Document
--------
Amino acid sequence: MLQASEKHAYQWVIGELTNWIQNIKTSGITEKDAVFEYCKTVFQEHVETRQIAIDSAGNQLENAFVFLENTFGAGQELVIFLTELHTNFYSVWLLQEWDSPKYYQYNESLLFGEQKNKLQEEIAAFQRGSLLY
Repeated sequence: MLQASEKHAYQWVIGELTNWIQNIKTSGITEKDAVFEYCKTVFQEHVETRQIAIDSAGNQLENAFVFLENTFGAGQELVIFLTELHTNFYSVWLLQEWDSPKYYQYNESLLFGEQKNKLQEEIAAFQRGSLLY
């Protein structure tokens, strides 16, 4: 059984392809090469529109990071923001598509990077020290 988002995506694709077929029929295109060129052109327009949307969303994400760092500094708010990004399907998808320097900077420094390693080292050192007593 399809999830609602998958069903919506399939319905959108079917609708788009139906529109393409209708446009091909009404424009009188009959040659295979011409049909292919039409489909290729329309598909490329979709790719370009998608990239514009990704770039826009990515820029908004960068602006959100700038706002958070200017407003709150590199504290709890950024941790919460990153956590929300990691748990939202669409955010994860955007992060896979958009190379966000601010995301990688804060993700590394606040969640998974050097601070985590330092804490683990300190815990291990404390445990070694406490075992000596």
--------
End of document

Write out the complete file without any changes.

Amino acid sequence: MLQASEKHAYQWVIGELTNWIQNIKTSGITEKDAVFEYCKTVFQEHVETRQIAIDSAGNQLENAFVFLENTFGAGQELVIFLTELHTNFYSVWLLQEWDSPKYYQYNESLLFGEQKNKLQEEIAAFQRGSLLY
Repeated sequence: MLQASEKHAYQWVIGELTNWIQNIKTSGITEKDAVFEYCKTVFQEHVETRQIAIDSAGNQLENAFVFLENTFGAGQELVIFLTELHTNFYSVWLLQEWDSPKYYQYNESLLFGEQKNKLQEEIAAFQRGSLLY
């Protein structure tokens, strides 16, 4: 059984392809090469529109990071923001598509990077020290 988002995506694709077929029929295109060129052109327009949307969303994400760092500094708010990004399907998808320097900077420094390693080292050192007593 399809999830609602998958069903919506399939319905959108079917609708788009139906529109393409209708446009091909009404424009009188009959040659295979011409049909292919039409489909290729329309598909490329979709790719370009998608990239514009990704770039826009990515820029908004960068602006959100700038706002958070200017407003709150590199504290709890950024941790919460990153956590929300990691748990939202669409955010994860955007992060896979958009190379966000601010995301990688804060993700590394606040969640998974050097601070985590330092804490683990300190815990291990404390445990070694406490075992000596």